It seems like a new zombie novel is being written everyday. Many of them are the same -- zombies come back to life, attack people, eat people, and cause major havoc. But Breathers, by S.G. Browne, is a totally different kind of zombie novel (sort of).
Breathers is a zombie novel in the sense that it's "about" zombies. In fact, it's much more about zombies than any other zombie novel I've read. The book delves into social, political, and humane issues that focus on the undead but could really pertain to any minority in some way. In addition to being somewhat allegorical, Breathers is hilarious.
Andy Warner is a zombie. He died in a car crash and came back to life, much to his family's (and his own) surprise. He's not the first person to reanimate, and like all the other zombies, Andy is treated like a pariah.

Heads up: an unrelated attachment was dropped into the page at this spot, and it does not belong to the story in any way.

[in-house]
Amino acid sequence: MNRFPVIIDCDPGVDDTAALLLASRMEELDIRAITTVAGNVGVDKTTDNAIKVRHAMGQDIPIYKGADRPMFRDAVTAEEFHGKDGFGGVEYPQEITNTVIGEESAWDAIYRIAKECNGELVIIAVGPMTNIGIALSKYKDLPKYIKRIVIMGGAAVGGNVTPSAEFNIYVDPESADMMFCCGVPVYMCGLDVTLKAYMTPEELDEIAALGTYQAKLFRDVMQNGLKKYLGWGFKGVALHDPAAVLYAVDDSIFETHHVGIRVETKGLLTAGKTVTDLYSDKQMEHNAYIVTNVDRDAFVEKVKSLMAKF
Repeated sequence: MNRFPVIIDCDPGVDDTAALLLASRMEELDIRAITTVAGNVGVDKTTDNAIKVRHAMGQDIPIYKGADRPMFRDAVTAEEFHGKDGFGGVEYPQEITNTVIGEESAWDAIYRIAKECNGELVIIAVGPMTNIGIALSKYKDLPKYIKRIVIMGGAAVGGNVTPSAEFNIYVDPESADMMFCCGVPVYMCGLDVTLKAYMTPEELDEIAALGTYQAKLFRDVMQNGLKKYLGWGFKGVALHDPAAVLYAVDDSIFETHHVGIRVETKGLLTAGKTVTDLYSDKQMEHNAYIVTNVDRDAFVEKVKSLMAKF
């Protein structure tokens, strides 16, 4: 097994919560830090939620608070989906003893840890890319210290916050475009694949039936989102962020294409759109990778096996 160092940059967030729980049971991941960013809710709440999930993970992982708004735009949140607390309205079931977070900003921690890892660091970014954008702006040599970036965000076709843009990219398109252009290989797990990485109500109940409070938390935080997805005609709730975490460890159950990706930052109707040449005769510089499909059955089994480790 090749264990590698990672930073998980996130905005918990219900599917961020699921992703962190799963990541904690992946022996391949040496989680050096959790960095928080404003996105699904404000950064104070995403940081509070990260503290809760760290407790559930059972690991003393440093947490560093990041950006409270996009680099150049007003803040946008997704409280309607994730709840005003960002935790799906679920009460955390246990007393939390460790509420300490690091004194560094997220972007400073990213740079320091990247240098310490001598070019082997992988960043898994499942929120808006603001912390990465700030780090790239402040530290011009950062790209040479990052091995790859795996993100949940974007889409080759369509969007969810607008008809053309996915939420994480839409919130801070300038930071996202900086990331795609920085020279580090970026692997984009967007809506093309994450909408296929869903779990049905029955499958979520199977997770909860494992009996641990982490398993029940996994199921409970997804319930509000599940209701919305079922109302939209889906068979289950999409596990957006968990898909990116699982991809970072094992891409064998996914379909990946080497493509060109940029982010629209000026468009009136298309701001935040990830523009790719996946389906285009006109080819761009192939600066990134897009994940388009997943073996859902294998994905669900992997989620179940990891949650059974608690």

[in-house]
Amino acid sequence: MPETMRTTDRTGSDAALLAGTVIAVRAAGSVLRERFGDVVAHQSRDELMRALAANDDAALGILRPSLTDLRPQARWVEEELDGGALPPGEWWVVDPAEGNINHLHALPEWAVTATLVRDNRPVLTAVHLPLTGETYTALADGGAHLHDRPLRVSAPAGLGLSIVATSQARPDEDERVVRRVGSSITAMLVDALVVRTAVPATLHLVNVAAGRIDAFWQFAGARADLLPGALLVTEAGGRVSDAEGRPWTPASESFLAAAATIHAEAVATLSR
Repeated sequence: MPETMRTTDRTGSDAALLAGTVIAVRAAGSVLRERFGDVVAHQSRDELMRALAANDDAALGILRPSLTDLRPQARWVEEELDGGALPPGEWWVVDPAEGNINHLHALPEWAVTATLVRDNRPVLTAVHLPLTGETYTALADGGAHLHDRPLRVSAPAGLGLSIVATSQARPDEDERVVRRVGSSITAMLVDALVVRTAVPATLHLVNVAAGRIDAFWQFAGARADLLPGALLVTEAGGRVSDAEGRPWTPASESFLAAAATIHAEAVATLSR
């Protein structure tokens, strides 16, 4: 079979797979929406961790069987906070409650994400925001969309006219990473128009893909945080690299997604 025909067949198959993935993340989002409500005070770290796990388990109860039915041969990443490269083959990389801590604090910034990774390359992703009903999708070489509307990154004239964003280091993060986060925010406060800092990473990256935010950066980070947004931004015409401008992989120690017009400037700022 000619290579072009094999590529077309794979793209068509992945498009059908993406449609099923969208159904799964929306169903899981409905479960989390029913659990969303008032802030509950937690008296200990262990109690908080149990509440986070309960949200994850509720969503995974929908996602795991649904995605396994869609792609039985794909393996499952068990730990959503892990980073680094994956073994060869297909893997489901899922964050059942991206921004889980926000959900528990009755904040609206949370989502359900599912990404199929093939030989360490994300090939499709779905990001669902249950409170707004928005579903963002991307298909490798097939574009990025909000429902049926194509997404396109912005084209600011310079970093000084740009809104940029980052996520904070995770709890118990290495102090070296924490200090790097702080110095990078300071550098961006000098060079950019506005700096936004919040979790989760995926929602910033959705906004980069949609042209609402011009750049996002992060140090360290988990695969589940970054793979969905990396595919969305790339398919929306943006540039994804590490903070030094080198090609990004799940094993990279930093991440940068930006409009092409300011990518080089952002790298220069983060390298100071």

Breathers chronicles Andy's undeath, giving readers valuable insight into the mind and spirit of a modern California zombie and his struggle for equality. The book is written in the first person present tense, which works well for this story and which the author has a genuine knack for. S.G. Browne's conversational tone and darkly comic first-person narration are strongly reminiscent of another talented author, Chuck Palahniuk (Fight Club, Choke).
Browne has a keen ability to bring his characters into sharp focus, which -- even though they're not alive -- makes them real to the reader and keeps the story flowing along. Never before have zombies been so easy to sympathize with and so natural to root for.
Breathers starts off slow, as a drawn-out flashback, but the story builds toward a roller-coaster climax that any horror fan will enjoy. The book will also appeal to readers who like dark humor and those who love to see the underdog put up a good fight.
In the words of the main character: "Is it necrophilia if we're both dead?"